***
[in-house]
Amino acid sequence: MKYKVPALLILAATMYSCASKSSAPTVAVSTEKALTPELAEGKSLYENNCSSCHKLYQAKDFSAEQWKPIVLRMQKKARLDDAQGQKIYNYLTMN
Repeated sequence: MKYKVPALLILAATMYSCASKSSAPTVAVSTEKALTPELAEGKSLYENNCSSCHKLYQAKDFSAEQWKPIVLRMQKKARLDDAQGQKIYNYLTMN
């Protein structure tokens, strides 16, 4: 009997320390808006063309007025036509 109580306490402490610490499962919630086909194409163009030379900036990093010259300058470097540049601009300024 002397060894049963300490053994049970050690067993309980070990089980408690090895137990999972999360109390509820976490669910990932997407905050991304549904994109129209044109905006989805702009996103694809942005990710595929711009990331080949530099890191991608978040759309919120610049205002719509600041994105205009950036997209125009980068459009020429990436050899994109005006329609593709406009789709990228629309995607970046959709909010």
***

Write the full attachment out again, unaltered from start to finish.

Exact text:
[in-house]
Amino acid sequence: MKYKVPALLILAATMYSCASKSSAPTVAVSTEKALTPELAEGKSLYENNCSSCHKLYQAKDFSAEQWKPIVLRMQKKARLDDAQGQKIYNYLTMN
Repeated sequence: MKYKVPALLILAATMYSCASKSSAPTVAVSTEKALTPELAEGKSLYENNCSSCHKLYQAKDFSAEQWKPIVLRMQKKARLDDAQGQKIYNYLTMN
């Protein structure tokens, strides 16, 4: 009997320390808006063309007025036509 109580306490402490610490499962919630086909194409163009030379900036990093010259300058470097540049601009300024 002397060894049963300490053994049970050690067993309980070990089980408690090895137990999972999360109390509820976490669910990932997407905050991304549904994109129209044109905006989805702009996103694809942005990710595929711009990331080949530099890191991608978040759309919120610049205002719509600041994105205009950036997209125009980068459009020429990436050899994109005006329609593709406009789709990228629309995607970046959709909010």